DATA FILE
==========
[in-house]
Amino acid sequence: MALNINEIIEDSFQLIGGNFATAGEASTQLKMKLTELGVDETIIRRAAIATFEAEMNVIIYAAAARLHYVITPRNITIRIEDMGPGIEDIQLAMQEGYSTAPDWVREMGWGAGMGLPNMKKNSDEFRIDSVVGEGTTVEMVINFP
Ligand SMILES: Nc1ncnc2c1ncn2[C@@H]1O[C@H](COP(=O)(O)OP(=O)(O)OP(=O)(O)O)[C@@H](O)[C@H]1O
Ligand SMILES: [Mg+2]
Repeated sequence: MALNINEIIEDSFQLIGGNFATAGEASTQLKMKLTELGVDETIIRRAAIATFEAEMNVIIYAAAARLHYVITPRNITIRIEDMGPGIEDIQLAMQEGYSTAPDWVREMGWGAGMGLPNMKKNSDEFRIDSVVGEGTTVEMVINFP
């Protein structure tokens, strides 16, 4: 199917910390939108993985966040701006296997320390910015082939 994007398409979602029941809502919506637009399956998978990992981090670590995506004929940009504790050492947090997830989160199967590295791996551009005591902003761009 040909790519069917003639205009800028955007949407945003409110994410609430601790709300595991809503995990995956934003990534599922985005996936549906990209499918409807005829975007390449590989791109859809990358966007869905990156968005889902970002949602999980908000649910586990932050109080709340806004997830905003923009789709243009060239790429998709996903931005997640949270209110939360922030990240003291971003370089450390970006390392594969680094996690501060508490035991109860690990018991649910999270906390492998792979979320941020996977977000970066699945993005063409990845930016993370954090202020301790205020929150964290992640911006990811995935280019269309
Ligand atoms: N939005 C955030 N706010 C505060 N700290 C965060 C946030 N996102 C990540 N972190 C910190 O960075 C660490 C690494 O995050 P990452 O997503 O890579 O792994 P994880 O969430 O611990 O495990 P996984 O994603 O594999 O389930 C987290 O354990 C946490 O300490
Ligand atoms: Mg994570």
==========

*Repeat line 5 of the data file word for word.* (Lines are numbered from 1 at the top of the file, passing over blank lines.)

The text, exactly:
Repeated sequence: MALNINEIIEDSFQLIGGNFATAGEASTQLKMKLTELGVDETIIRRAAIATFEAEMNVIIYAAAARLHYVITPRNITIRIEDMGPGIEDIQLAMQEGYSTAPDWVREMGWGAGMGLPNMKKNSDEFRIDSVVGEGTTVEMVINFP